Pre-hypertension is a condition where a person’s blood pressure is elevated above normal but not to the level considered to be hypertension (high blood pressure). This means that you’re at increased risk of heart disease and stroke. It is, in fact, a wake-up call for you.
Pre-hypertension is considered to be blood pressure readings with a systolic pressure between 120 and 139 mm Hg or a diastolic pressure between 80 and 89 mm Hg. Readings greater than or equal to 140/90 mm Hg are considered hypertension.
If you have a systolic (top number) reading of 120 or over or a diastolic (bottom) reading of 80 or over, you suffer from pre-hypertension, which means you’re at increased risk of heart disease and stroke.
It is estimated that between those of us with pre-hypertension (some 23% of the population), and people who have full-blown hypertension (at least another 25%), danger-zoned blood pressure is an emerging epidemic in South Africa. Nearly half of all adults over 18 are in one category or the other.
Are so many of us really so unhealthy? You may well reason as follows: I’m only 36; I run three kilometres every other day (well, okay, sometimes I skip a day) and I almost never eat fried foods. I’m just one of thousands of people in their 30s, 40s and 50s who thought we were paragons of health until these new numbers were released. Are the doctors just trying to scare us?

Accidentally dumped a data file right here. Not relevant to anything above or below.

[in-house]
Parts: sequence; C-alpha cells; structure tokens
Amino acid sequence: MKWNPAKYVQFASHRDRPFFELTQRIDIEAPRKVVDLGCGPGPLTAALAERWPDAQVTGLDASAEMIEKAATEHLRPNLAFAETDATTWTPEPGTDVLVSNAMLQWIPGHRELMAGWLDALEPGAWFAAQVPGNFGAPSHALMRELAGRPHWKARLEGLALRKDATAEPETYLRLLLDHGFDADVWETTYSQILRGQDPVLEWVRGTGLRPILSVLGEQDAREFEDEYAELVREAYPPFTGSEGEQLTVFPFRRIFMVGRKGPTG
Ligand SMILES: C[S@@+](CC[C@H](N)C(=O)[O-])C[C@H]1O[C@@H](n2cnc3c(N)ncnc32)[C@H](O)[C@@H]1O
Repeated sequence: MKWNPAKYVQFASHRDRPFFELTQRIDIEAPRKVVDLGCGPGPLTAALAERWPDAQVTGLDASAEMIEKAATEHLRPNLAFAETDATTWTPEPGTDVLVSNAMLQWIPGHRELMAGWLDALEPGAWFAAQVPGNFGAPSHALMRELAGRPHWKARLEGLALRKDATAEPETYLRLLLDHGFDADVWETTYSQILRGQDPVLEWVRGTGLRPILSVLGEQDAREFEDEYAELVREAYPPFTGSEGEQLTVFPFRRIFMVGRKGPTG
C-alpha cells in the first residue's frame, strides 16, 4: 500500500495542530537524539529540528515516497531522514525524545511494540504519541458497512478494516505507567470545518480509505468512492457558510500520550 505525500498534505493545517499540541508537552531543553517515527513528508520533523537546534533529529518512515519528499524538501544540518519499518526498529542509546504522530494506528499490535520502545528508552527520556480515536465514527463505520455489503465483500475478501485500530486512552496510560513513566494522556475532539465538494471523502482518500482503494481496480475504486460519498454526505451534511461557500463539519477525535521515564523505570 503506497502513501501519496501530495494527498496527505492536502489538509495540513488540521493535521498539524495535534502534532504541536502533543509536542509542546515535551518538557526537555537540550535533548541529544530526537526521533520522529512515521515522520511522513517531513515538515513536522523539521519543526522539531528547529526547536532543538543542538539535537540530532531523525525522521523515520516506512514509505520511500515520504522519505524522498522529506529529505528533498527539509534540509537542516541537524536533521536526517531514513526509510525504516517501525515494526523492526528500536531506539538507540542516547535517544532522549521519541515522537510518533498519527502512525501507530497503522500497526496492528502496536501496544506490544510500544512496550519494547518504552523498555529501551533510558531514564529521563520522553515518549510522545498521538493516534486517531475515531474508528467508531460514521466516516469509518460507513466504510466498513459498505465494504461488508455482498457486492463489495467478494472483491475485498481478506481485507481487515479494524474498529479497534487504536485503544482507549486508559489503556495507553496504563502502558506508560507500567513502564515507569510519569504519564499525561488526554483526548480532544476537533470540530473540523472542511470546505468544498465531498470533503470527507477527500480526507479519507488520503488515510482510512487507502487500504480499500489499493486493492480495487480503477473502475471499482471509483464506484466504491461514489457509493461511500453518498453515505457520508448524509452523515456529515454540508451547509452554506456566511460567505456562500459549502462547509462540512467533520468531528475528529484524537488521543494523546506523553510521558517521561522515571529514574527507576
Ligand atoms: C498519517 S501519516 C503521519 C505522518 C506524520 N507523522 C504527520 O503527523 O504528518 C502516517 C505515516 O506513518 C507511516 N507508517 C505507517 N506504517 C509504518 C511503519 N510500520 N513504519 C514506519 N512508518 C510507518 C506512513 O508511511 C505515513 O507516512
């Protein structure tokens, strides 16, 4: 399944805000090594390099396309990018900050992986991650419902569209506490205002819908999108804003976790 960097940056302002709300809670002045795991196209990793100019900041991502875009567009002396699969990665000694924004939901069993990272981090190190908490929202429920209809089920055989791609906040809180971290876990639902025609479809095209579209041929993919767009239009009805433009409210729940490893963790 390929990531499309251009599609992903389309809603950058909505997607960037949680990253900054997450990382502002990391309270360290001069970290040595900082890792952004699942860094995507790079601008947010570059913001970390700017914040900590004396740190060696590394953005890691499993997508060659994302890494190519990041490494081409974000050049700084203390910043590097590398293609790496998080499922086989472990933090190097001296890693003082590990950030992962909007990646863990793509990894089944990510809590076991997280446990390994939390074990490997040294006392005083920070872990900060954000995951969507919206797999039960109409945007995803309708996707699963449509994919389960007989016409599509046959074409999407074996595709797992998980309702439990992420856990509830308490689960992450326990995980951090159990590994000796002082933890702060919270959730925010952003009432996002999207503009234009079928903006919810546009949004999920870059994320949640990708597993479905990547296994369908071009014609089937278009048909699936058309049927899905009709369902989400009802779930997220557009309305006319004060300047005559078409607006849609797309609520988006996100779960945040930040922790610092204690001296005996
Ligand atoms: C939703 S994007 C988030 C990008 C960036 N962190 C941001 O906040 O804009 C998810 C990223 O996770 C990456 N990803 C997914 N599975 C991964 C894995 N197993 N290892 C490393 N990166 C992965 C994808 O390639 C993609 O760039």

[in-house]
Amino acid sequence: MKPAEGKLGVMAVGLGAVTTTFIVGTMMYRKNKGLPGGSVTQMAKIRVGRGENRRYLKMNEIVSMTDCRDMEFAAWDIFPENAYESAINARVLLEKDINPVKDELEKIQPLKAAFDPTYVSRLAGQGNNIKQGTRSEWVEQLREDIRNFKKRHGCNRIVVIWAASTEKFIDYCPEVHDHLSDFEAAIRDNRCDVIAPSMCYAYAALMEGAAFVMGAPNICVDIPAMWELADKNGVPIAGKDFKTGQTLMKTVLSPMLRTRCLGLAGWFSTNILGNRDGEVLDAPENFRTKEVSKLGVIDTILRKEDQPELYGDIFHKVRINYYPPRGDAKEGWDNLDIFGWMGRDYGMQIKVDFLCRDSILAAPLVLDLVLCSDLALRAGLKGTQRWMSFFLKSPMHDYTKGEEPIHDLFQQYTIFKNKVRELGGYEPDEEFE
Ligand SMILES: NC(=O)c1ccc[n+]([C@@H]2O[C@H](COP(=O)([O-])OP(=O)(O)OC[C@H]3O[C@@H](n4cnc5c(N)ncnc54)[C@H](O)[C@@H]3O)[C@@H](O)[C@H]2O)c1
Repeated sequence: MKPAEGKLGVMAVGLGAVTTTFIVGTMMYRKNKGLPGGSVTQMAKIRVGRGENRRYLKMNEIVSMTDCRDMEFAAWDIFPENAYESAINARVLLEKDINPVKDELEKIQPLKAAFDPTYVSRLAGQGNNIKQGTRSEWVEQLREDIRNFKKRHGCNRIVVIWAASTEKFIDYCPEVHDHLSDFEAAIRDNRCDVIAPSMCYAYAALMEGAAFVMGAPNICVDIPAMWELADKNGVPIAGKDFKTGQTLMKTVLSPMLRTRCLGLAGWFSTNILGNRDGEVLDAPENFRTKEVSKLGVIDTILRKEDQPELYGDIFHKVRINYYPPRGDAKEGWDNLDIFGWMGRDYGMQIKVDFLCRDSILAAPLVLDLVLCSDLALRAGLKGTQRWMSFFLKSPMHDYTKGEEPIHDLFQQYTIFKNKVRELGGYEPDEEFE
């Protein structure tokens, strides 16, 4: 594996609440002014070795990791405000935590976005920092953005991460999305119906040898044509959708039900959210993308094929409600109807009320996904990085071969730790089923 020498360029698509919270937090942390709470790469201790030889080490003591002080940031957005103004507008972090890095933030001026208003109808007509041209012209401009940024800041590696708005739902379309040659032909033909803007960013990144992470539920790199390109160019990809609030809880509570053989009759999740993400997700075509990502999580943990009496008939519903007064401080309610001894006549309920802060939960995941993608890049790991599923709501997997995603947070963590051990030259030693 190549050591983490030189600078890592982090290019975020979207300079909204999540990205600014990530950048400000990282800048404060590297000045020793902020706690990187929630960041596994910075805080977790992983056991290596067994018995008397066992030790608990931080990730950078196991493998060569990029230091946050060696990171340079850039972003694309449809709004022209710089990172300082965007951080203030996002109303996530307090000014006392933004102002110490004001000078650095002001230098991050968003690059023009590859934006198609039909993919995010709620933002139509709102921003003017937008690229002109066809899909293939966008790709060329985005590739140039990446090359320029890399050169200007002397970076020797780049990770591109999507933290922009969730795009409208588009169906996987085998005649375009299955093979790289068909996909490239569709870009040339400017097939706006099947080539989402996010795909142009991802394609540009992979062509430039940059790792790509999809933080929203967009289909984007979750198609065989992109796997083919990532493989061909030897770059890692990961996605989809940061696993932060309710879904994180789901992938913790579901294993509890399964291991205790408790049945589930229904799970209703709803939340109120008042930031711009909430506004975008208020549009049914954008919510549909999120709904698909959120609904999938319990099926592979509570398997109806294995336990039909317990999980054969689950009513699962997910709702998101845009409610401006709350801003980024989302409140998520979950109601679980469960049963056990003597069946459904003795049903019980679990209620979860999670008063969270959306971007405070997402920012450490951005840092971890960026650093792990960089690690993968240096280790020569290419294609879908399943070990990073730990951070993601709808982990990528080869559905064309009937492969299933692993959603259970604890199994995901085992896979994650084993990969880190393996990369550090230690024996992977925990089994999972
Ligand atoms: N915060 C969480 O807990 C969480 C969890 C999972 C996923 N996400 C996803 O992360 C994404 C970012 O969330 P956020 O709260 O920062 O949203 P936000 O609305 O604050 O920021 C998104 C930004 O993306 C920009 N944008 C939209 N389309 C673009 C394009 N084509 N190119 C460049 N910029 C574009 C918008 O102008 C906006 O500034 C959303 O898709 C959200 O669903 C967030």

Pre-hypertension is a wake-up call for many people. What has been normal in the past has been changed, because new research has shown that blood pressure in the pre-hypertension range is not normal. There is increasing evidence of the correlation between elevated blood pressure and future problems with heart attack and stroke.
Starting as low as 115/75, the risk of heart attack and stroke doubles for every 20-point jump in systolic blood pressure (the first number) or every 10-point rise in diastolic blood pressure (the second number).
People with blood pressure levels between 120/80 and 140/90 – levels once considered normal – have twice the risk of heart disease as those with low blood pressure.
People with blood pressure above 140/90 – the definition of high blood pressure – have four times the risk of heart disease as people with low blood pressure.
It is also known that people aged 55 and older, who currently have normal blood pressure, have a 90% risk of developing high blood pressure down the road.
It is most important to have your blood pressure tested regularly in order to become aware of any changes that may have very serious consequences for your heart’s condition.
Our Employee Wellbeing Programme (EWP) is available 24 hours a day if you want to know more about the dangers of pre-hypertension. Call us on 0861872862 or email us at
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